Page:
PM Lee subtly pokes CPF blogger, matriarch-author Catherine Lim back

He publishes a letter on Facebook by an unnamed woman praising him and his government for all the good things they've done.

Belmont Lay| June 11, 01:02 AM

Prime Minister Lee Hsien Loong has published on his Facebook an image of a letter sent to him by an unnamed Singaporean social worker on June 10, 2014.

In a post accompanying the letter, he said he felt "cheered" after reading it, where the writer expressed gratitude for his government and their policies that have helped her family and those in her line of work.


This "publish-a-letter-to-counter-another-letter" move comes three days after matriarch-author, Catherine Lim, wrote a political missive dressed up as an open letter to the prime minister, covering the same theme she did 20 years ago about how the relationship between Singaporeans and the ruling PAP is/ has been deteriorating.

The day Lim published her open letter was also the day a protest against the Central Provident Fund (CPF) system drew almost 3,000 people to Hong Lim Park.

However, no other exact motive for publishing this letter on PM Lee's Facebook page is known, besides Lee also revealing he circulated the letter among his cabinet colleagues.

However, what is known is why the letter writer was prompted to write.

She revealed she wanted to assure PM Lee that “not all Singaporeans think like Roy Ngerng and the other activists who are overly self-righteous in the ways they challenge the government”.

But not before declaring at the very start of the letter that she is "rather disengaged with the political landscape in Singapore".

Ngerng is currently being sued for alleged defamation by PM Lee.


Here is the letter, in full, that was sent to PM Lee:

Dear Prime Minister Lee Hsien Loong,

I am a social worker by profession and I work for one of the voluntary welfare organisations (VWOs) that support families with children who are ill.

I have to admit that I am rather disengaged with the political landscape in Singapore, but I am familiar with many of the policies that affect me and the families I serve as a social worker. The recent contention with the activists and bloggers such as Roy Ngerng has evoked some thoughts and feelings within me that I wish to share with you.

Firstly, I would like to thank you and your ministers for doing so much for Singapore. As a citizen, I could live comfortably and afford a HDB flat right across the road from my parents, even though my earnings as a social worker is much lower than my fellow graduate friends who work in a different industry.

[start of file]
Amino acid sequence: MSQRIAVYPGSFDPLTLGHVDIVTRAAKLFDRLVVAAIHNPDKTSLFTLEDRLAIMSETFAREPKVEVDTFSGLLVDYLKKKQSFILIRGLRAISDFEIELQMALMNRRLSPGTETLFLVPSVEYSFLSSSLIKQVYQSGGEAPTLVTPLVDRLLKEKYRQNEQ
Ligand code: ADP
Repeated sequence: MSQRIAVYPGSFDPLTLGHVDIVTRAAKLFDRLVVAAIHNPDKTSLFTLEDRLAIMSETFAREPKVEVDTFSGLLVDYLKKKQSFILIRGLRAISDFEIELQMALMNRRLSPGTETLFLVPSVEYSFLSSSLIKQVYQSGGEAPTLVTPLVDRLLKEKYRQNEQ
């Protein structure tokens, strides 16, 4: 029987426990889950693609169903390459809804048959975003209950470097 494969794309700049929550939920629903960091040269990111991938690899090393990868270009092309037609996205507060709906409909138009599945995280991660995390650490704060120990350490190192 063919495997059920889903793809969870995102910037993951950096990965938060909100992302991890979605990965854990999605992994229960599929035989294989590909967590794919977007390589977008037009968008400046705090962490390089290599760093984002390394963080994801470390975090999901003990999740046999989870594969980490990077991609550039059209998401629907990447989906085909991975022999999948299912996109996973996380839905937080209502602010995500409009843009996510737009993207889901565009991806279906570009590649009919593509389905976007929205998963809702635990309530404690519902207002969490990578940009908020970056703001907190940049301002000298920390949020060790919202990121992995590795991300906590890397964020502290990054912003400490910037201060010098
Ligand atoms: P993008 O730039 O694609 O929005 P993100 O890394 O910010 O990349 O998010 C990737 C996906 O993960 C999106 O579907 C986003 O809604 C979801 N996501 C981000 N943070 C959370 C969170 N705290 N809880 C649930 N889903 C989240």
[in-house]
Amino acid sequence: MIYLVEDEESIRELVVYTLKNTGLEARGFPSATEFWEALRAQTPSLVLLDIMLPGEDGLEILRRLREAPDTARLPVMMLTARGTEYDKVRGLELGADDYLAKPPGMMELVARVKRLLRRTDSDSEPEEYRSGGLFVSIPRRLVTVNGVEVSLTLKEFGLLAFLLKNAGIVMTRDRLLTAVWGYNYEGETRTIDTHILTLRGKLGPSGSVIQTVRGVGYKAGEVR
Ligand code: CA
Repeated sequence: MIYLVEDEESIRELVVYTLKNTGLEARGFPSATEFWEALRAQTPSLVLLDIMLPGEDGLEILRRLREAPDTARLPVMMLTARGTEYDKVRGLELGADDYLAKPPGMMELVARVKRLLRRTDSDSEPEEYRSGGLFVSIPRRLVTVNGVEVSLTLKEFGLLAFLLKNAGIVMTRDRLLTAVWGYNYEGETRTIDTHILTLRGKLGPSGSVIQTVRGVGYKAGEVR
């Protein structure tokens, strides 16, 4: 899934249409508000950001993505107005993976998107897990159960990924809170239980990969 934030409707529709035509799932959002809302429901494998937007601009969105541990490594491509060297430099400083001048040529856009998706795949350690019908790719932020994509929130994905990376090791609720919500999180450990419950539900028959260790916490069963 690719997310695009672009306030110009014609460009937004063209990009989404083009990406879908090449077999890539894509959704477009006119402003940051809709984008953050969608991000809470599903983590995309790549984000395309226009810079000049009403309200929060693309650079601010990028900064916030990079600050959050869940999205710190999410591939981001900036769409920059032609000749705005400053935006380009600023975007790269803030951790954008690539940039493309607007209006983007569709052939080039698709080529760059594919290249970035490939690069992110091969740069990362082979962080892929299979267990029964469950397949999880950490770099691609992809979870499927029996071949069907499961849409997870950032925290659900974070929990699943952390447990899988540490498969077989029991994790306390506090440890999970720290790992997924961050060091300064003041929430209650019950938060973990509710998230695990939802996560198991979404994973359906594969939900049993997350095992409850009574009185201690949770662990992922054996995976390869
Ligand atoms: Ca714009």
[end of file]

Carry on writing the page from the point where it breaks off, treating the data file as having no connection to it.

The charge for infant care services at PCF Sparkletots is affordable after the significant government subsidies. The quality of care given by the teachers there is also highly commendable. This allows me to return to work with a peace of mind knowing that my daughter is in good hands.

I could commute comfortably every morning on the bus and bring my daughter to the infant care with just a baby carrier. On rainy days, I have a sheltered walkway that starts right at the bus stop which I alight with my daughter, and it leads all the way to the infant care which is a good 15-minutes-walk away.

I am amazed and impressed that the infrastructure put into place could allow me to walk that distance without an umbrella on a rainy day. It is a pure delight for me, that the government goes to such details in planning for the convenience of everyone living in Singapore.

As I work in the healthcare industry, I am familiar with the MediSave, MediShield and MediFund. I have seen how these healthcare policies work. It supports needy families and it urges the less needy to be self-reliant and work on their budgeting to live within their means. Through the course of my work, I have met with numerous families who choose to be self-reliant and I am deeply encouraged and inspired by their sense of integrity and dignity despite their financial challenges.

I am thankful for the recent changes in bus fares which charges slightly more for those who can earn a decent living, keeping public transport still affordable for the working population. At the same time, I see redistribution of wealth through this change as more subsidies are given to students, elderly and people with disabilities.

All in all, I am glad I am a Singaporean. I am thankful that my government is thoughtful and far-sighted. I hope it will bring you some comfort that not all Singaporeans think like Roy Ngerng and the other activists who are overly self-righteous in the ways they challenge the government.

Thank you for taking up the responsibility of leading Singapore. It is a lot of hard and heart work. Thank you also for your grit and not giving up on us when we can be so difficult to deal with at times.

My family and I wish you good health and happiness in the many years to come. Please take good care of yourself.


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